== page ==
Marlene is four years older than I. We grew up two houses away from each other. I wore her hand-me-downs as well as the hand-me-downs from another cousin , three years older, who lived much farther away. I admired both cousins and tried to emulate them. They are both talented, and I endeavored to develop their abilities myself. Marlene was a cheerleader, a blue-ribbon winner and district and state level achiever in 4-H. Etha was a baton twirler with a cabinet full of trophies and is an excellent pianist. I was a cheerleader through high school and college, had many 4-H awards, was a majorette (with no trophies) and a pianist (but not Etha’s level of public performance).
This past week, Marlene and her husband Dick were with me. They were high school sweethearts, Marlene was Valedictorian and Dick was Salutatorian of their class. I remember Dick chiding he deserved to be Valedictorian as he took a college entrance curriculum while Marlene took the business program. I was the Maid of Honor at their wedding — fifty years ago next year! Also fifty years ago next year, I was Salutatorian. Aside from school, church was a center of our combined childhood activities — youth group, choir, Youth For Christ including being on a quiz team, and summer church camps.
We did much reminiscing this past week, as we always do when we are together. In our day, a girl’s choices for occupation seemed to be limited to being a secretary, nurse, or teacher. She chose secretary, and I chose teacher. As children, she liked playing secretary. Her house had three porches. My office was her front porch while hers was the back porch. The side porch was our post office. We both had cash registers and toy typewriters. Our registers held equal amounts of Monopoly money. We wrote notes to each other, making up names for our companies, and billing the other company for a certain amount of money. We left our notes and our payments at the post office porch. The goal of the game was to have the highest income. I think we both were too smart to lose much money, so the fun was in playing the game as there was no winner.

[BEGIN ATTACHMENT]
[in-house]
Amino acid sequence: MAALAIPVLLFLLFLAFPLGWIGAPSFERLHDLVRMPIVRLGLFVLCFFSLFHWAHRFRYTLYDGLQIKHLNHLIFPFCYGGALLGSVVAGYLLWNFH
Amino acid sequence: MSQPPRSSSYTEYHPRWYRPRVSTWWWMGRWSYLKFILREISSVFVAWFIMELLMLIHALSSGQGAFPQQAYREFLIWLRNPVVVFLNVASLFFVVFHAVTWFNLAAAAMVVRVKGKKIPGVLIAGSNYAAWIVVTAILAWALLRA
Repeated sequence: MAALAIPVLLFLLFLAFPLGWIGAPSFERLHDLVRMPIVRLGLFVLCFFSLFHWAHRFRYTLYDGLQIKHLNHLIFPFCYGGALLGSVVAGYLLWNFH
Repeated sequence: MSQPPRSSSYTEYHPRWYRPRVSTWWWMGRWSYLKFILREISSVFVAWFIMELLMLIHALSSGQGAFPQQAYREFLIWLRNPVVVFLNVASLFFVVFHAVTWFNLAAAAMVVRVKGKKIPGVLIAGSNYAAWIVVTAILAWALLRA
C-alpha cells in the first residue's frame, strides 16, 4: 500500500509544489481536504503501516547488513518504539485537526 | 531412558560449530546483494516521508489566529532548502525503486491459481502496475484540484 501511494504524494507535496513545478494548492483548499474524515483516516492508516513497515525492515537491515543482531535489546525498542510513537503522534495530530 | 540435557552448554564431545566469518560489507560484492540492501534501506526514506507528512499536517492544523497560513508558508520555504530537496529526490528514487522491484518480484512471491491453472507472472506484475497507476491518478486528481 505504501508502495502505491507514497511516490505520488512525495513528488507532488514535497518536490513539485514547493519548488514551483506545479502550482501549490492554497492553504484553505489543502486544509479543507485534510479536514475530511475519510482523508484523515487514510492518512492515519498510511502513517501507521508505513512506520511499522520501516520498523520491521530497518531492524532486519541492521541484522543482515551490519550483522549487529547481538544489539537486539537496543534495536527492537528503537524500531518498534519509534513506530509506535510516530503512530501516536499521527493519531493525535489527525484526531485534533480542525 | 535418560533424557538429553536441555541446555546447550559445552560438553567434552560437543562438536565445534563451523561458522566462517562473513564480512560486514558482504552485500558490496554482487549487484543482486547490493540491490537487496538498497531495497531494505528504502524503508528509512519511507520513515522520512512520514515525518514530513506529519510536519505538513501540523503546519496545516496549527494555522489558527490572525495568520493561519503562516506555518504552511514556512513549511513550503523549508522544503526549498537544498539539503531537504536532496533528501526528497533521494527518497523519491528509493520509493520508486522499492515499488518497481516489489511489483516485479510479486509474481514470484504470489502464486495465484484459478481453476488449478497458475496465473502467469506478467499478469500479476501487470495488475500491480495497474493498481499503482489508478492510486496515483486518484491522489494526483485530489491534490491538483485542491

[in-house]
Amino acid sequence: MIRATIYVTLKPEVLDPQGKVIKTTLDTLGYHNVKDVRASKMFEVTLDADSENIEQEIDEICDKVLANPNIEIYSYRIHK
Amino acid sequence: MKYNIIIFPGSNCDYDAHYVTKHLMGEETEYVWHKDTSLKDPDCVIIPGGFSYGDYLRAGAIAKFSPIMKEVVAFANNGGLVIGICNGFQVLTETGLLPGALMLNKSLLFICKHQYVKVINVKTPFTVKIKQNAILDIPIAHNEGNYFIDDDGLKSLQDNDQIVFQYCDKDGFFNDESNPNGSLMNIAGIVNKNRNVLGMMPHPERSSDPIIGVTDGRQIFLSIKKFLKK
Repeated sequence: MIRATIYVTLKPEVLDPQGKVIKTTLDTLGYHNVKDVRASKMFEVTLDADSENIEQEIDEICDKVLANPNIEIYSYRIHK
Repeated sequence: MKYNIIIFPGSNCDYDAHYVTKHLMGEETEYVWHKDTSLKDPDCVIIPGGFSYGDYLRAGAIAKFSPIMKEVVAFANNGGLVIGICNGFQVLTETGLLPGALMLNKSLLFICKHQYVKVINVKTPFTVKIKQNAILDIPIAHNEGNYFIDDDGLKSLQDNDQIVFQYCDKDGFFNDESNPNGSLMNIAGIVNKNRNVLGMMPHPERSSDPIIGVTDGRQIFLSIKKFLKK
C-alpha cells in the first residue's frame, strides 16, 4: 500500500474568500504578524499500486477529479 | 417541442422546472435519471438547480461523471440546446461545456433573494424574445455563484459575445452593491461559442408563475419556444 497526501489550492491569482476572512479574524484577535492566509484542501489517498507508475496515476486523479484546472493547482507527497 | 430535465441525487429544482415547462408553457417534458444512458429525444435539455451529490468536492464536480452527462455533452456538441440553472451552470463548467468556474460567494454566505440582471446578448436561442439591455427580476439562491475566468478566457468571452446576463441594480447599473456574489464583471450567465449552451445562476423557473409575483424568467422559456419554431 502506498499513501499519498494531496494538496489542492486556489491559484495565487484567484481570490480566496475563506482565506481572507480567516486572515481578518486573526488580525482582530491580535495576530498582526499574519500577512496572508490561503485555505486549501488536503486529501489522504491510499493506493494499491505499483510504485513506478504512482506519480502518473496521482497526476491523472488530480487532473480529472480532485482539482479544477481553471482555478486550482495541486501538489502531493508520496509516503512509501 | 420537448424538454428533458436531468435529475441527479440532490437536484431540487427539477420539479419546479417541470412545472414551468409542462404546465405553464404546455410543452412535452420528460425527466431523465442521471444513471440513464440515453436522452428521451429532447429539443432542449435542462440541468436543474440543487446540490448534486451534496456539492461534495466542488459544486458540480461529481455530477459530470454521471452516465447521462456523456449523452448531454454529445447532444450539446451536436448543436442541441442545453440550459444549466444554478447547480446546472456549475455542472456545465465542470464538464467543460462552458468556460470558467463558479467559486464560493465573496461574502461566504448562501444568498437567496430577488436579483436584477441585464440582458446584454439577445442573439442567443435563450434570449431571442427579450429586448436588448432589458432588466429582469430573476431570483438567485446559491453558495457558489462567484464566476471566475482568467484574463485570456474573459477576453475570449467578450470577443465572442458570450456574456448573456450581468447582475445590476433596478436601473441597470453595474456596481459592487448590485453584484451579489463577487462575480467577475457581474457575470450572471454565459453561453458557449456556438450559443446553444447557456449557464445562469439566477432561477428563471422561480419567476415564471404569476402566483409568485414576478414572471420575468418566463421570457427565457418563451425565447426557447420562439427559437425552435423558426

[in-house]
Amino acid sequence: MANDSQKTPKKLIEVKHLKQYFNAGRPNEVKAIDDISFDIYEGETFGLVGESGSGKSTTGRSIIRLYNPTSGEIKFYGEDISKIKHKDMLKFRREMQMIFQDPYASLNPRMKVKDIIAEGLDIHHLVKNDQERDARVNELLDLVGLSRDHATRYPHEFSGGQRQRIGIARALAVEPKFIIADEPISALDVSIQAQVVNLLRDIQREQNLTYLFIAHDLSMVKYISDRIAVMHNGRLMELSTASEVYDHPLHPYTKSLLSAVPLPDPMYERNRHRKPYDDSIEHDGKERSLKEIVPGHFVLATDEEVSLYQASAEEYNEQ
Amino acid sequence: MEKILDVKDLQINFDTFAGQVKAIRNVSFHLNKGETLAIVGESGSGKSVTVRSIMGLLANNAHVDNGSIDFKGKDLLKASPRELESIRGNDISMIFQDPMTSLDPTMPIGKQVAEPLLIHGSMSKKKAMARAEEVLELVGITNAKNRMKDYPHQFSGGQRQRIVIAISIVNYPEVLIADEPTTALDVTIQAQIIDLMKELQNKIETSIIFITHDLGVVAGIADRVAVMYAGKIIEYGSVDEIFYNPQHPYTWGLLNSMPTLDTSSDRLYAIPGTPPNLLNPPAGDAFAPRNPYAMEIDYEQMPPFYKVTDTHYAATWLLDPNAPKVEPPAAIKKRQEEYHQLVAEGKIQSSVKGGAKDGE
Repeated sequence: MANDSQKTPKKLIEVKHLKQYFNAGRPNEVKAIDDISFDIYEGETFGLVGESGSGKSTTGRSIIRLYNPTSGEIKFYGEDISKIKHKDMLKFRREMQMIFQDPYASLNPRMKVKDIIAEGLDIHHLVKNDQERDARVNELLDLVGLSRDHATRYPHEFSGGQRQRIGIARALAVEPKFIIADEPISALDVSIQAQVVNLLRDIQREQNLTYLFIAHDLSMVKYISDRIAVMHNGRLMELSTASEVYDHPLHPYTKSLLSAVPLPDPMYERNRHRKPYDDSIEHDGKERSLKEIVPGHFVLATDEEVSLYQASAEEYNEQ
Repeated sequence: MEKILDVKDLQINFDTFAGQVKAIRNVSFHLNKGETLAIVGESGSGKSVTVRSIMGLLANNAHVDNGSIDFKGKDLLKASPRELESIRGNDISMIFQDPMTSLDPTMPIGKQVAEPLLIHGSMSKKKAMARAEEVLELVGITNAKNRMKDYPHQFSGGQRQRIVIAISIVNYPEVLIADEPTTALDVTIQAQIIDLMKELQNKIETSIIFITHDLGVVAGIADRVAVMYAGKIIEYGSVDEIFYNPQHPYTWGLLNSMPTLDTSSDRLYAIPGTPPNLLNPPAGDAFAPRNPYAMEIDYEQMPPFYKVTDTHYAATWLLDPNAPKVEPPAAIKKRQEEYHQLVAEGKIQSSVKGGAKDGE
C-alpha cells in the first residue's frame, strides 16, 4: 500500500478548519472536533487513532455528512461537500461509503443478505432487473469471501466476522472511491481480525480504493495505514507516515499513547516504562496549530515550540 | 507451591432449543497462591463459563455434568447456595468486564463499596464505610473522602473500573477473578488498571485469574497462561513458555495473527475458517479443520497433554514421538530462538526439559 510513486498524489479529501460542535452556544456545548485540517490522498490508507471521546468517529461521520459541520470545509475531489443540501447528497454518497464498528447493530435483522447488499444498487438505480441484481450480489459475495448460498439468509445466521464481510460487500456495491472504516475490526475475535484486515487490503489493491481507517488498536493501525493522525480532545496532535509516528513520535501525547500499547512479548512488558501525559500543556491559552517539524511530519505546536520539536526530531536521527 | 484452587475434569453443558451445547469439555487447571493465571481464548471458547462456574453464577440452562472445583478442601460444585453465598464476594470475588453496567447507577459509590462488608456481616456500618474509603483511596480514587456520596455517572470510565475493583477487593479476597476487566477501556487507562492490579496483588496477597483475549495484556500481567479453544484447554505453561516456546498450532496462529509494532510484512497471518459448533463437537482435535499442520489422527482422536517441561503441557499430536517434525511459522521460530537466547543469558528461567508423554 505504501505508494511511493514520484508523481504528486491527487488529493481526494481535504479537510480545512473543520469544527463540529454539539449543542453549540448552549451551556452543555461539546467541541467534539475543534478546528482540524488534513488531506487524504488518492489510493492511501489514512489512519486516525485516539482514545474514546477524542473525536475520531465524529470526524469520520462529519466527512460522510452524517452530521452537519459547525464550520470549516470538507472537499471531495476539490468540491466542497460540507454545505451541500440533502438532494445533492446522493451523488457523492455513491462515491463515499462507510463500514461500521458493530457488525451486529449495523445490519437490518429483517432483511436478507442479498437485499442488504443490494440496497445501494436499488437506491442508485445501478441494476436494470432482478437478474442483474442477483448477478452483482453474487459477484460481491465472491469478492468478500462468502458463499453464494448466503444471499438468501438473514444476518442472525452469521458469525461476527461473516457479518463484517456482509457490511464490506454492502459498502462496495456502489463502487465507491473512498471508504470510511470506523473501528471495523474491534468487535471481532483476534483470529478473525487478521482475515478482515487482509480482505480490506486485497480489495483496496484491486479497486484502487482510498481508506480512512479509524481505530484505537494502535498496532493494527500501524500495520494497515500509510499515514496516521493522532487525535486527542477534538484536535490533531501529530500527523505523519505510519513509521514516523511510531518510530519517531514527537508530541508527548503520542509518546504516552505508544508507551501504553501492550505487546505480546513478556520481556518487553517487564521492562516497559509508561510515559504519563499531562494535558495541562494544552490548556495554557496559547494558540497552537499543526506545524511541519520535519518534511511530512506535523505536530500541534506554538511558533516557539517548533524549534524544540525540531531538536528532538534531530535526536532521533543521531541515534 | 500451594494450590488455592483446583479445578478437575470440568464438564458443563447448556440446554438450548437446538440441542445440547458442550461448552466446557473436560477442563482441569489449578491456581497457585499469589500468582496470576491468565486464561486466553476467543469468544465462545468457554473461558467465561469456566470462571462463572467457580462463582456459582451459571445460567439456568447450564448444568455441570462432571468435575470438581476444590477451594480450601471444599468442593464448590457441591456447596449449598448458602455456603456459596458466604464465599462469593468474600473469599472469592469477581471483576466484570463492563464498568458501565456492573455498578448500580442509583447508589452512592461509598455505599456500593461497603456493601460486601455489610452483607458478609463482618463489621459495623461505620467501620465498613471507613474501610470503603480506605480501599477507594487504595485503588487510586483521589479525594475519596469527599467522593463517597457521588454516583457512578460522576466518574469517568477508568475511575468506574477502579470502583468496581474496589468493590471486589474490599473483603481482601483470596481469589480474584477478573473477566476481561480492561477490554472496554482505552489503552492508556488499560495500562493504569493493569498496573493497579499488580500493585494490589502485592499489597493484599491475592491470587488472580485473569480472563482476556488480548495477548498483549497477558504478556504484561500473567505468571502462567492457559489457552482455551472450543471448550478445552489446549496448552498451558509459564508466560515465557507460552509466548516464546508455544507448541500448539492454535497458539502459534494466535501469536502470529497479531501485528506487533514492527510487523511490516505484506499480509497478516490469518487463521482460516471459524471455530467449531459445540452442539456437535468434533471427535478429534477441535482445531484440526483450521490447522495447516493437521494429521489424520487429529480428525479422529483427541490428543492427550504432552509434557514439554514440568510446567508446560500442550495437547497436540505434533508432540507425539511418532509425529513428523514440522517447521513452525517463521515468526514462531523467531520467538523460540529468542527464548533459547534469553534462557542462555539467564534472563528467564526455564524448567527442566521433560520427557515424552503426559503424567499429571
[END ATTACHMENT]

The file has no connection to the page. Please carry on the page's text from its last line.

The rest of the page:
Marlene has been a marvelous cheerleader for me during my past five years of trauma. They were present at my daughter’s funeral traveling from NY to NC. Marlene has counseled and advised me on my marital break up. She is quick to point out the shallowness she observed. I initiated “Cousin Camp” a few years ago which is an annual gathering of cousins for a day or two. Our spouses usually attend, except mine, and I was the one planning the event! One thing I had totally forgotten is – we had stated, after our marriage, that we did not want children. I do not remember the reason for that, but she did resurrect that memory. I do remember we revisited that decision with the conclusion there would be no one to look after us in our old age if we had no children. Talk about shallow! They visited me before I moved away from the northeast, and aided in my preparations for moving and showing my house for sale, and they attended my significant year birthday party.
They have experienced rejection from one of Dick’s closest family members, so they can identify with that pain. Max Lucado’s devotional today reverberates in our bones: “God’s plotting for our good. In all the setbacks, He is ordaining the best for our future. Every event of our day is designed to draw us toward our God and our destiny. When people junk you in the pit, God can use it for good. When family members sell you out, God will recycle the pain. Falsely accused? Utterly abandoned? You may stumble but you will not fall. You will get through this! Not because you are strong, but because God is. Not because you are big, but because God is. Not because you’re good, but because God is. He has a place prepared for you!”